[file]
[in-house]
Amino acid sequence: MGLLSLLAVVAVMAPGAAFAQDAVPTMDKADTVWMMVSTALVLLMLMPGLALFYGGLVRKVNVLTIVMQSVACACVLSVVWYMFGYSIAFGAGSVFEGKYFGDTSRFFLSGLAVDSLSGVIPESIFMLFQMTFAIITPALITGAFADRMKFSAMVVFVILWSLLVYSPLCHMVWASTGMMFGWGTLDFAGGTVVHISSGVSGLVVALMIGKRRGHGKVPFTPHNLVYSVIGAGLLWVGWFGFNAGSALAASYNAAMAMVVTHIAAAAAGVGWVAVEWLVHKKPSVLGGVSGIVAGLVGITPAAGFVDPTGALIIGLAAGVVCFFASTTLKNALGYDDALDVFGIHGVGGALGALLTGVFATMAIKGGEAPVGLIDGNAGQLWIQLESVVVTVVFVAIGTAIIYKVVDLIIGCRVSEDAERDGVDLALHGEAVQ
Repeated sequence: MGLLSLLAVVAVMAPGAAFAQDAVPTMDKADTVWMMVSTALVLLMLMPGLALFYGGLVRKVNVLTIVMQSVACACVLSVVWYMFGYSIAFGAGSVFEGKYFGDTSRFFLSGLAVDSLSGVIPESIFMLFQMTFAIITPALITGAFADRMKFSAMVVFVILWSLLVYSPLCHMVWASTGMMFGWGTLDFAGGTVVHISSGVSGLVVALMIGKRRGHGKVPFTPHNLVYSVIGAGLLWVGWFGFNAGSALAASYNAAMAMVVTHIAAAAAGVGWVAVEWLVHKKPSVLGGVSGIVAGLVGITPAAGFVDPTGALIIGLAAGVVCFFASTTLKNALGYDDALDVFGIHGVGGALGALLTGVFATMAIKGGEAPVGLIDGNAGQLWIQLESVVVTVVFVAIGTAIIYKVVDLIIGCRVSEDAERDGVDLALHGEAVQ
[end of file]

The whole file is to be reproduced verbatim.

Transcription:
[in-house]
Amino acid sequence: MGLLSLLAVVAVMAPGAAFAQDAVPTMDKADTVWMMVSTALVLLMLMPGLALFYGGLVRKVNVLTIVMQSVACACVLSVVWYMFGYSIAFGAGSVFEGKYFGDTSRFFLSGLAVDSLSGVIPESIFMLFQMTFAIITPALITGAFADRMKFSAMVVFVILWSLLVYSPLCHMVWASTGMMFGWGTLDFAGGTVVHISSGVSGLVVALMIGKRRGHGKVPFTPHNLVYSVIGAGLLWVGWFGFNAGSALAASYNAAMAMVVTHIAAAAAGVGWVAVEWLVHKKPSVLGGVSGIVAGLVGITPAAGFVDPTGALIIGLAAGVVCFFASTTLKNALGYDDALDVFGIHGVGGALGALLTGVFATMAIKGGEAPVGLIDGNAGQLWIQLESVVVTVVFVAIGTAIIYKVVDLIIGCRVSEDAERDGVDLALHGEAVQ
Repeated sequence: MGLLSLLAVVAVMAPGAAFAQDAVPTMDKADTVWMMVSTALVLLMLMPGLALFYGGLVRKVNVLTIVMQSVACACVLSVVWYMFGYSIAFGAGSVFEGKYFGDTSRFFLSGLAVDSLSGVIPESIFMLFQMTFAIITPALITGAFADRMKFSAMVVFVILWSLLVYSPLCHMVWASTGMMFGWGTLDFAGGTVVHISSGVSGLVVALMIGKRRGHGKVPFTPHNLVYSVIGAGLLWVGWFGFNAGSALAASYNAAMAMVVTHIAAAAAGVGWVAVEWLVHKKPSVLGGVSGIVAGLVGITPAAGFVDPTGALIIGLAAGVVCFFASTTLKNALGYDDALDVFGIHGVGGALGALLTGVFATMAIKGGEAPVGLIDGNAGQLWIQLESVVVTVVFVAIGTAIIYKVVDLIIGCRVSEDAERDGVDLALHGEAVQ